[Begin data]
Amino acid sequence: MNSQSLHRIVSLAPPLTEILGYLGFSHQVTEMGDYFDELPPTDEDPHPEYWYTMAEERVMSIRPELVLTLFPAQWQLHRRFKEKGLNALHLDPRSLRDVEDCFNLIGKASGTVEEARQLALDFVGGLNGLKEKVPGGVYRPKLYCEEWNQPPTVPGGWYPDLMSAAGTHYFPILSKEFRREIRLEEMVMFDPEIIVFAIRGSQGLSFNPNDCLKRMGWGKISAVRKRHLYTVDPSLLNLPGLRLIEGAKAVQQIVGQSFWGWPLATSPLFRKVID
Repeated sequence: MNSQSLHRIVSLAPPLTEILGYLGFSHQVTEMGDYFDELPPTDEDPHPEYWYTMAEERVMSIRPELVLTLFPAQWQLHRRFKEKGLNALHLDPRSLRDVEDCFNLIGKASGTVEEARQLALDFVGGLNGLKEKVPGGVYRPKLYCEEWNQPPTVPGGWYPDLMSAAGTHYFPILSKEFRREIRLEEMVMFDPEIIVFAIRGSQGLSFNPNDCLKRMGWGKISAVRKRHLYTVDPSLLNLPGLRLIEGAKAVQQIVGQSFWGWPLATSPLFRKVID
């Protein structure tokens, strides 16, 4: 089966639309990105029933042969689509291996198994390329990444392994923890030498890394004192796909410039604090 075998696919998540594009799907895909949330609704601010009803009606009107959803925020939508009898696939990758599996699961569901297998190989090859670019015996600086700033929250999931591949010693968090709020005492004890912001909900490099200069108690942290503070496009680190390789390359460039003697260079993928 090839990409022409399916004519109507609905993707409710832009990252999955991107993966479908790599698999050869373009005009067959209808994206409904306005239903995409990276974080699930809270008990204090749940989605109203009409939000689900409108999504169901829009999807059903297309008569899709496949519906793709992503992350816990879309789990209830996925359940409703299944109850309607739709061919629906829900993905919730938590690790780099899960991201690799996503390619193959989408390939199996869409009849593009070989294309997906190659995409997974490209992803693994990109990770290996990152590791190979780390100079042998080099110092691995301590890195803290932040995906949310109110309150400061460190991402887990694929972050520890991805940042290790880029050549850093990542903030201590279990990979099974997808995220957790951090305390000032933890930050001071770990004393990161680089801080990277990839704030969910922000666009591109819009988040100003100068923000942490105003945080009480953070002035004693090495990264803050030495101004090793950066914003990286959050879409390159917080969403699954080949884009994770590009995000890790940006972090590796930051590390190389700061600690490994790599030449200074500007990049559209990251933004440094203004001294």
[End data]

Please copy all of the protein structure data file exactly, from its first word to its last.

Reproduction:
Amino acid sequence: MNSQSLHRIVSLAPPLTEILGYLGFSHQVTEMGDYFDELPPTDEDPHPEYWYTMAEERVMSIRPELVLTLFPAQWQLHRRFKEKGLNALHLDPRSLRDVEDCFNLIGKASGTVEEARQLALDFVGGLNGLKEKVPGGVYRPKLYCEEWNQPPTVPGGWYPDLMSAAGTHYFPILSKEFRREIRLEEMVMFDPEIIVFAIRGSQGLSFNPNDCLKRMGWGKISAVRKRHLYTVDPSLLNLPGLRLIEGAKAVQQIVGQSFWGWPLATSPLFRKVID
Repeated sequence: MNSQSLHRIVSLAPPLTEILGYLGFSHQVTEMGDYFDELPPTDEDPHPEYWYTMAEERVMSIRPELVLTLFPAQWQLHRRFKEKGLNALHLDPRSLRDVEDCFNLIGKASGTVEEARQLALDFVGGLNGLKEKVPGGVYRPKLYCEEWNQPPTVPGGWYPDLMSAAGTHYFPILSKEFRREIRLEEMVMFDPEIIVFAIRGSQGLSFNPNDCLKRMGWGKISAVRKRHLYTVDPSLLNLPGLRLIEGAKAVQQIVGQSFWGWPLATSPLFRKVID
């Protein structure tokens, strides 16, 4: 089966639309990105029933042969689509291996198994390329990444392994923890030498890394004192796909410039604090 075998696919998540594009799907895909949330609704601010009803009606009107959803925020939508009898696939990758599996699961569901297998190989090859670019015996600086700033929250999931591949010693968090709020005492004890912001909900490099200069108690942290503070496009680190390789390359460039003697260079993928 090839990409022409399916004519109507609905993707409710832009990252999955991107993966479908790599698999050869373009005009067959209808994206409904306005239903995409990276974080699930809270008990204090749940989605109203009409939000689900409108999504169901829009999807059903297309008569899709496949519906793709992503992350816990879309789990209830996925359940409703299944109850309607739709061919629906829900993905919730938590690790780099899960991201690799996503390619193959989408390939199996869409009849593009070989294309997906190659995409997974490209992803693994990109990770290996990152590791190979780390100079042998080099110092691995301590890195803290932040995906949310109110309150400061460190991402887990694929972050520890991805940042290790880029050549850093990542903030201590279990990979099974997808995220957790951090305390000032933890930050001071770990004393990161680089801080990277990839704030969910922000666009591109819009988040100003100068923000942490105003945080009480953070002035004693090495990264803050030495101004090793950066914003990286959050879409390159917080969403699954080949884009994770590009995000890790940006972090590796930051590390190389700061600690490994790599030449200074500007990049559209990251933004440094203004001294």